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Nerd is the word, geek is the speak

“In a perfect world, all the geeks get the girls” — at least, according to American HiFi. For those unversed in punk rock from the mid-2000s, this song outlines a boy’s unexpectedly successful romantic/sexual encounter with a girl at a bar. More than the incident itself, the lyrics speak to times when we feel socially awkward and yet somehow “get lucky,” encouraging audience empathy with the “loser” protagonist.

The song, aptly titled “The Geeks Get the Girls,” is just one early example of an ongoing trend: the inclusion of geeks and nerds in popular culture. In many ways, this movement is heartening progress towards recognizing a group of society’s historically unpopular outcasts. While geeks and nerds of yore were almost unilaterally considered to be off-putting, socially inept brainiacs, today the terms are less insulting and more inclusive — a result of the changing attitudes toward technology in the digital age. Along with these new definitions comes the prospect of greater acceptance for nerds and geeks themselves.

By today’s popular usage, what is a geek or nerd? The question is a loaded one, and I won’t encapsulate the whole debate here. A popular distinction is that geeks are enthusiasts and fans while nerds are intellectuals and practitioners — so a Star Trek geek will tell you what class of starship Kirk commands in the original series, and a Star Trek nerd will build it for you (or try). The terms are not mutually exclusive; many nerds are geeks and vice versa, and theoretically one can be a nerd in one area and a geek in another. A number of traditional dictionary adjectives, such as “peculiar,” “unfashionable” and “awkward,” need no longer apply, although in popular consciousness, nerds are often associated with computers more than with other scholarly pursuits.

Nonetheless, the old stereotypes are far from disappearing, though they may be invoked more affectionately than maliciously. For example, the wildly popular TV show “The Big Bang Theory,” now in its eighth season, follows a group of three socially awkward male scientists plus one engineer as they navigate work, friendship and romance. The overall tone of the show is playful, paying clever tribute to “real” nerds while obviously exaggerating certain stereotypes on-screen.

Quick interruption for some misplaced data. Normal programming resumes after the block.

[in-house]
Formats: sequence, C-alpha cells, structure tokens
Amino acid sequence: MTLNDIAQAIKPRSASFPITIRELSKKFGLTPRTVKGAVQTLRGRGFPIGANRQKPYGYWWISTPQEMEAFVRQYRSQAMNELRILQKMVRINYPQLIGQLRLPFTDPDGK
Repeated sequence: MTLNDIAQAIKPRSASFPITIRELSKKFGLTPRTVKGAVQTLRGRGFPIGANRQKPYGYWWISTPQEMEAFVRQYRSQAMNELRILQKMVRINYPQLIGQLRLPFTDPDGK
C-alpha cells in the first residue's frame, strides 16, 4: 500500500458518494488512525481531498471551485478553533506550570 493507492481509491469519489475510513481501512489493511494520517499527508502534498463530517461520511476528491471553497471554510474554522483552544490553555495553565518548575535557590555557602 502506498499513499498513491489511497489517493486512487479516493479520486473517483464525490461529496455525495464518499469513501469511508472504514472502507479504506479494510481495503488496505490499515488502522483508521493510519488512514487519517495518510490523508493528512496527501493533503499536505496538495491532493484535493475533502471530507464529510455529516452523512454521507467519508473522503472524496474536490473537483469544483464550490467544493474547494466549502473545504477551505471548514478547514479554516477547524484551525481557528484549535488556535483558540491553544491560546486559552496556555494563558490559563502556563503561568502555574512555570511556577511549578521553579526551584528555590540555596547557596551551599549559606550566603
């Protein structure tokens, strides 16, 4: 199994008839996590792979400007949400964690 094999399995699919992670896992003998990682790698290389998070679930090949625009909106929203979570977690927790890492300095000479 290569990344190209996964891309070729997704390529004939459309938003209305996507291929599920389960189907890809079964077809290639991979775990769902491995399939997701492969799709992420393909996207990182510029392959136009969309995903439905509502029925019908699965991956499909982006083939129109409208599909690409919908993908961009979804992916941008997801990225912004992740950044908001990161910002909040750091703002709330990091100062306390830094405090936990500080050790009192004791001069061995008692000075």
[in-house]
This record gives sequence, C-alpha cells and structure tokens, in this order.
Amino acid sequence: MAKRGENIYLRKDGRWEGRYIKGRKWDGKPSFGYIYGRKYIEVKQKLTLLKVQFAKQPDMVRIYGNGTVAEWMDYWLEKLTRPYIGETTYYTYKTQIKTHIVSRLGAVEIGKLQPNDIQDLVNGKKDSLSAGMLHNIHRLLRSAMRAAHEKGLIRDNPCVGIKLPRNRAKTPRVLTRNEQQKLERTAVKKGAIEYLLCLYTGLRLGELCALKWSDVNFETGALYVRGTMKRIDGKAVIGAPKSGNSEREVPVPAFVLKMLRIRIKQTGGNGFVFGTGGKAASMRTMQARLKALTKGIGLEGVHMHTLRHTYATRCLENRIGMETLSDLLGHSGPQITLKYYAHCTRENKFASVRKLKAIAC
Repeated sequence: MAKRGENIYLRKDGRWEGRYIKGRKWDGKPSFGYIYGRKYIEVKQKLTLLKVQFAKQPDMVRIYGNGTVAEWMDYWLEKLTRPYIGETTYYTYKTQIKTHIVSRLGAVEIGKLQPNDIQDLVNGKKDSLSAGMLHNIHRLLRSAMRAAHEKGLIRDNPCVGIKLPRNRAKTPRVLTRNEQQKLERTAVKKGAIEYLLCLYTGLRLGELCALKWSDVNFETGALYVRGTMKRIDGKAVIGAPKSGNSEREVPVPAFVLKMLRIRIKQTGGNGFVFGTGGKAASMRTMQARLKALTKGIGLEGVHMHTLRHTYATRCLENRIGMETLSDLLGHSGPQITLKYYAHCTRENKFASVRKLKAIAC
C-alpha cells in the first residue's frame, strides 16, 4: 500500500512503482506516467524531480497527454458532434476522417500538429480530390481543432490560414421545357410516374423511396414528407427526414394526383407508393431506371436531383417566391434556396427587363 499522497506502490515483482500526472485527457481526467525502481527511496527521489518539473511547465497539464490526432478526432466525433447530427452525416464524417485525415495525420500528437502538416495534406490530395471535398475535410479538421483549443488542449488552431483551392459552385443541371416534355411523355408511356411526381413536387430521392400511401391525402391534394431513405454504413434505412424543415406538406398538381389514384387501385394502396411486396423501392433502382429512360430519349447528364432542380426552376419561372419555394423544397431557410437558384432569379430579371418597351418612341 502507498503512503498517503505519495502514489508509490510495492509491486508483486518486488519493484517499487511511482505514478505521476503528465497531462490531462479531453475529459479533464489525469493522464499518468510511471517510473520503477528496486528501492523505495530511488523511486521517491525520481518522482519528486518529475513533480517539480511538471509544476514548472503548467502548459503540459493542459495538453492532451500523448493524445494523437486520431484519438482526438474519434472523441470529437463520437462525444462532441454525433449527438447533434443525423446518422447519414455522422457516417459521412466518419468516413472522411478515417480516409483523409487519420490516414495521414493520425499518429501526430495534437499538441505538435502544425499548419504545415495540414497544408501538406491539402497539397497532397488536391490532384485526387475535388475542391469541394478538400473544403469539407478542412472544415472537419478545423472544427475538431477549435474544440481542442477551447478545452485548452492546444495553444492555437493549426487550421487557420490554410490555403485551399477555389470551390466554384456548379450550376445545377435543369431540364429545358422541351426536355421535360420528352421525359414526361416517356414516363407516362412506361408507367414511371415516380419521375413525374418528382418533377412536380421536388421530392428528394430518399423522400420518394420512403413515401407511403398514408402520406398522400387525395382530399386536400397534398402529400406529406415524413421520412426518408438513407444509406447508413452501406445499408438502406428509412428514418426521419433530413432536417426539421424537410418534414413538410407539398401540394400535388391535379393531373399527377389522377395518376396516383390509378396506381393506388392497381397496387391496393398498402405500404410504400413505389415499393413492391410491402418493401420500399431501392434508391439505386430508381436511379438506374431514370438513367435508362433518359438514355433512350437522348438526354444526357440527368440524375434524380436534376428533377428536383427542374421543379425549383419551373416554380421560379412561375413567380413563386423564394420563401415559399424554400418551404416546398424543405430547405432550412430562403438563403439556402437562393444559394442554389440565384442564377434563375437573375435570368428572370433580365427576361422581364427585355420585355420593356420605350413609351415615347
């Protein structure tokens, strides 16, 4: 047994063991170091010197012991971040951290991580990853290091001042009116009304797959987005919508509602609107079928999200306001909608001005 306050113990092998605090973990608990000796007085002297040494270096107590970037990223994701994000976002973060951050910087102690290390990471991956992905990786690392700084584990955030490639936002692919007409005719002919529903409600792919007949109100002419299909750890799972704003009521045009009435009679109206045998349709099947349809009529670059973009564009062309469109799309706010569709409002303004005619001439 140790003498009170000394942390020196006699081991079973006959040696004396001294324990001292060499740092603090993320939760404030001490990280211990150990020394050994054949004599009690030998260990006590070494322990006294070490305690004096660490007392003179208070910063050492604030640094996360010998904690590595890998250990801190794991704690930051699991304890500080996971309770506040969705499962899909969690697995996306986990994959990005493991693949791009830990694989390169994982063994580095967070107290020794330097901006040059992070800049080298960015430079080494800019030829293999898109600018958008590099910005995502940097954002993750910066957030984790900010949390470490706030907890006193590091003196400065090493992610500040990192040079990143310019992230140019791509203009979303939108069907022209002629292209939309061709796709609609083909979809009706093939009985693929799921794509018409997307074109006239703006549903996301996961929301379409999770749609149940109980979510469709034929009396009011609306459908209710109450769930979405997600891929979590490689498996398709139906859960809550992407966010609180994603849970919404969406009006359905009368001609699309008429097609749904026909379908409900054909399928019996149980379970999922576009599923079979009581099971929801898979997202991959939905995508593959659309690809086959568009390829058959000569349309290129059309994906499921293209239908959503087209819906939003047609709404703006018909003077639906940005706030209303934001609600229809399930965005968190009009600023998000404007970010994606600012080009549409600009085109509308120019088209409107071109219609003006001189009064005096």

Yet as with any media pursuit, there are some uncomfortable tendencies in the show. Most of the characters are preoccupied with sex or sexual attractiveness, all but one of the leads is white and of the four main women on the show, the only one that is not supposed to be socially awkward is also the least brainy. We don’t expect the media to be an accurate portrayal of life, but these kinds of issues of representation continue to shape cultural perceptions in sometimes harmful ways.

So does popular culture’s mantra that “smart is the new sexy” really imply greater social acceptance for the awkward, the peculiar and the unfashionable? Or do people feel kindly toward nerds and geeks on the screen but not on the street?

There is reason to think that the attitude toward geeks and nerds — not just their celebrity counterparts — is changing. In this regard, the technology boom of the modern era has been a real boon. Society’s increasing reliance on digital devices and apps has opened the doors for nerdy engineers and programmers to exercise their talents for ends nearly everyone appreciates. One educational psychologist suggests that “geek” and “nerd” have lost many of their negative connotations in our generation because the shift from the manufacturing to the information age has made more traditionally geeky or nerdy inclinations economically and socially valuable.

Regardless, is it possible that more inclusive definitions of the words just obscure the subset that is still singled out? This is a difficult and complicated issue to tackle. An indirect but hopeful sign of progress is the individual’s choice to identify as a geek or nerd, often as a symbol of pride (think “geek chic” or “nerd nation”). Those who voluntarily adopt an identity are less likely to feel like outcasts.

Furthermore, the Internet gives geeks and nerds a refuge and a community. Instant access to themed discussion forums, chat rooms and posting/blogging environments like Tumblr give people an easy way to meet others that share their interests. For geeks, this is a rich opportunity to share one’s enthusiasm with similarly enthusiastic peers and to discuss news, advice and personal experiences with others who understand one’s obsessions and struggles. Fandoms are a prime example of online geek havens, which form what analyst Henry Jenkins calls “knowledge communities” dedicated to the “dynamic and participatory” acquisition of information related to a common interest. One needs look no further than ThinkGeek to see that fan communities have even penetrated the market.

Whether we embrace our obsessions with “Lord of the Rings” or particle physics, or whether we really believe that the geeks get the girls, there’s no better time than now for putting aside concerns of social awkwardness and focusing instead on the interests and inclinations that mark our contributions to our jobs and our communities.

Contact Mindy Perkins at mindylp ‘at’ stanford.edu.

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